Leave Management By The Numbers: Investigating Healthcare Leave Trends
The Presagia team is thrilled to once again have the honor of contributing a column to each issue of this year's @Work Magazine, a publication by the Disability Management Employer Coalition (DMEC). If you haven't had a chance to check out this excellent resource, we highly recommend that you do! DMEC provides best practice resources for our complex industry and @Work is one of many excellent resources that we always stay on top of!
Our 2021 column, Leave Management By The Numbers, dives right into — you guessed it — the numbers! This year we're taking a look at which leave reports provide meaningful insight for different employers, sharing the trends they identified, as well as their efficiency gains.
As we did with last year's Absence & Accommodation Technology series, we've created this blog series to share each of our 2021 columns with you! Here's our May article, which discusses how a large healthcare employer, LHC Group, invested in their in-house leave program allowing them to report on leave metrics and productivity for their first full year of data.
Investigating Healthcare Leave Trends
Managing leaves at a large healthcare employer is challenging. A 24/7 workforce, many locations, physically demanding jobs, and burnout from compassion fatigue and stress lead to notoriously high leave numbers. LHC Group provides in-home healthcare services for 350 hospitals, along with hospice, home and community-based services, and facility-based care, spanning 36 states with over 30,000 employees.
LHC invested in their in-house leave program to take a data-driven approach that allows them to report on leave metrics and their case management efficiency. This article reviews their approach to gathering and assessing the first full year of data.
With a geographically dispersed workforce, it’s important for LHC to monitor leaves by various parts of their organization, including location. This is impossible for employers still relying on legacy spreadsheets and home-grown databases to track leave data as they result in siloed data. The current generation of leave management software overcomes this by centralizing all leave data in a single database and providing reporting capabilities that include location filters to drill into the details.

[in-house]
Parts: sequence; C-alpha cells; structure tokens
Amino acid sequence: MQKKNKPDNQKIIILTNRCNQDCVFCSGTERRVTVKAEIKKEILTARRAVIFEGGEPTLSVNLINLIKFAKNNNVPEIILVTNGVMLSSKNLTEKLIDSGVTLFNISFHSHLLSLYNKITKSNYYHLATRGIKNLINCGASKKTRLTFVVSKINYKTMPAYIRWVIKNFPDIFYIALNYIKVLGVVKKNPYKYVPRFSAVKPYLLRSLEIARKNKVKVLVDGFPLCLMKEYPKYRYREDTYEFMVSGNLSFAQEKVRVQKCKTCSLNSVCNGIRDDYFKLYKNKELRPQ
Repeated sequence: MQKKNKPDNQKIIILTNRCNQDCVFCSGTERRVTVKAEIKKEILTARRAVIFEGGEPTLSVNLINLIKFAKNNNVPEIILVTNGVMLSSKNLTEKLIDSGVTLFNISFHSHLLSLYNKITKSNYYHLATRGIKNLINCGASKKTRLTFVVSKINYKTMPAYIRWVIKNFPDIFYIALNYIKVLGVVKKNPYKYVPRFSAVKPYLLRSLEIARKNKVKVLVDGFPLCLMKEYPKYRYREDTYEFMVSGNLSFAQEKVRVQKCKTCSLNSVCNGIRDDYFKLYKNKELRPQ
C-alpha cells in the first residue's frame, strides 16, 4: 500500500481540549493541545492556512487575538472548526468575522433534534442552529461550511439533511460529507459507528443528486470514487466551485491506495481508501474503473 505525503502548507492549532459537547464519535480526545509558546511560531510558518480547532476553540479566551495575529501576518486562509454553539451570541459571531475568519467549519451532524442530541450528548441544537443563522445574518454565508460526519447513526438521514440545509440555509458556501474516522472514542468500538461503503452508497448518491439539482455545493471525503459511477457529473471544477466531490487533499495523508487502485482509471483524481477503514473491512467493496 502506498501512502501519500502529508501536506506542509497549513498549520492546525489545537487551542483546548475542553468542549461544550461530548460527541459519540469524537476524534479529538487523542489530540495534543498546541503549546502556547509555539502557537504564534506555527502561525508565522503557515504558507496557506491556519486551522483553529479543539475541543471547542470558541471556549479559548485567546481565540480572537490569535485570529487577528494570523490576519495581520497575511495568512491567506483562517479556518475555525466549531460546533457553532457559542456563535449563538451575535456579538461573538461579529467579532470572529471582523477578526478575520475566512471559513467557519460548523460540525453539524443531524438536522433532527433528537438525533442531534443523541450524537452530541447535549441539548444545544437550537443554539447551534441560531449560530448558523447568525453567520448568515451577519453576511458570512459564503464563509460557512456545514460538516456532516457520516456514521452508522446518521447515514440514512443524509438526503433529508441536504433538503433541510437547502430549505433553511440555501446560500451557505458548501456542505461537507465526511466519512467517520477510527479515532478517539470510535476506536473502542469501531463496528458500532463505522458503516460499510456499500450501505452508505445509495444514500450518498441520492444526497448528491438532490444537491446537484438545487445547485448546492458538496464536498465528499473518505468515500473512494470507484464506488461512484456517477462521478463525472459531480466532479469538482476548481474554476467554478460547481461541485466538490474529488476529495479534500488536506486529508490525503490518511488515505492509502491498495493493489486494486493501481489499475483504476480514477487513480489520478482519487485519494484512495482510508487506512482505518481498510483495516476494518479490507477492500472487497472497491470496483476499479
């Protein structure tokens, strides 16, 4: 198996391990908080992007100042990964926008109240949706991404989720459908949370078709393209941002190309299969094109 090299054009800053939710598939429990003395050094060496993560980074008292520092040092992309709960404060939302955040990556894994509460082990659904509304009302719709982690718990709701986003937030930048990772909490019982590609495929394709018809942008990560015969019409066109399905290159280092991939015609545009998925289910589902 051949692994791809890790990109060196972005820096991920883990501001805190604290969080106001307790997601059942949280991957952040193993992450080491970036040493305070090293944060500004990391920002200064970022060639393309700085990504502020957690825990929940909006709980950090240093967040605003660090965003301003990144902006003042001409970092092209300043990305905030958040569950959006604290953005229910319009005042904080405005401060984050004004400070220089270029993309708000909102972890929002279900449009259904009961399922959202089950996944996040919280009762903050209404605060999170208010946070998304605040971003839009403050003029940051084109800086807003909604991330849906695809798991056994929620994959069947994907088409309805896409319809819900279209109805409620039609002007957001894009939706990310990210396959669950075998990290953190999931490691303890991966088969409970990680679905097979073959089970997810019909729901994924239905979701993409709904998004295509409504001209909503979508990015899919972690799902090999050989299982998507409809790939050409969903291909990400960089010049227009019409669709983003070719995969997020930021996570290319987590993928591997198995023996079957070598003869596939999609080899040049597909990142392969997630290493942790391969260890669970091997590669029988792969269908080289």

Investigating state trends, LHC found that its top 10 out of 36 states made up 68% of total missed hours. With 60% of employees working in the top 10 states, this wasn’t deemed problematic, but it was something to keep an eye on. If it becomes an issue in the future, they will take a three-step approach to: 1) see if the high-volume states have laws that increase leave entitlements; 2) review types of leave, such as workers’ compensation, which tend to be longer; and 3) explore management’s role.
Investigating facility trends, the top 10 of 455 facilities made up 26% of LHC’s total missed hours while encompassing 19% of employees. The top five facilities accounted for 16% of lost hours across 12% of employees. This information helps LHC identify facilities that may be overburdened (especially during a pandemic) and need more resources. They continue to monitor leave volumes trends in jurisdictions that implemented COVID-19 leave laws. Providing additional time to employees there could lead to staffing shortages that need to be addressed.
Since no signs of risky leave trends materialized in specific states or facilities, LHC turned its attention to reviewing leave process efficiency — starting with employee utilization of online self-service tools to make leave requests. They found that 17% of new requests came through self-service tools. Assuming that an in-person or telephone leave request takes an average of five minutes to process, those self-service requests saved LHC over 2,600 minutes. This time can be reallocated to higher-value case management activities, such as return-to-work planning, ensuring all tasks are completed, and calling employees who require additional support. Going forward, LHC wants 50% of requests made online and will implement strategies to get there, such as better educating employees on the request process.
Next, the task turned to creating a baseline of the leave team’s productivity for future comparison. The team processed 3,084 leave cases, averaging 616 cases per case manager. They also sent 15,524 letters and completed 47,227 tasks, including determining eligibility and entitlement, reviewing medical certifications, and initiating the return-to-work process.
LHC is taking a phased approach to address these findings. As with many leave teams, they have to juggle many priorities and decided to first focus their time and efforts on process efficiency. Their goal is to create a solid foundation that allows them to process cases efficiently while providing excellent customer service to their employees. Looking to the future, they want to proactively address lost time by analyzing their leave volumes to find the driving causes and implement strategies to control them.
Founded in 1987, Presagia has a long history of helping organizations solve complex business problems with easy-to-use solutions. Today, this means providing cloud-based absence management solutions that enable organizations to be more efficient, control lost time and risk, and strengthen compliance with federal, state and municipal leave and accommodation laws.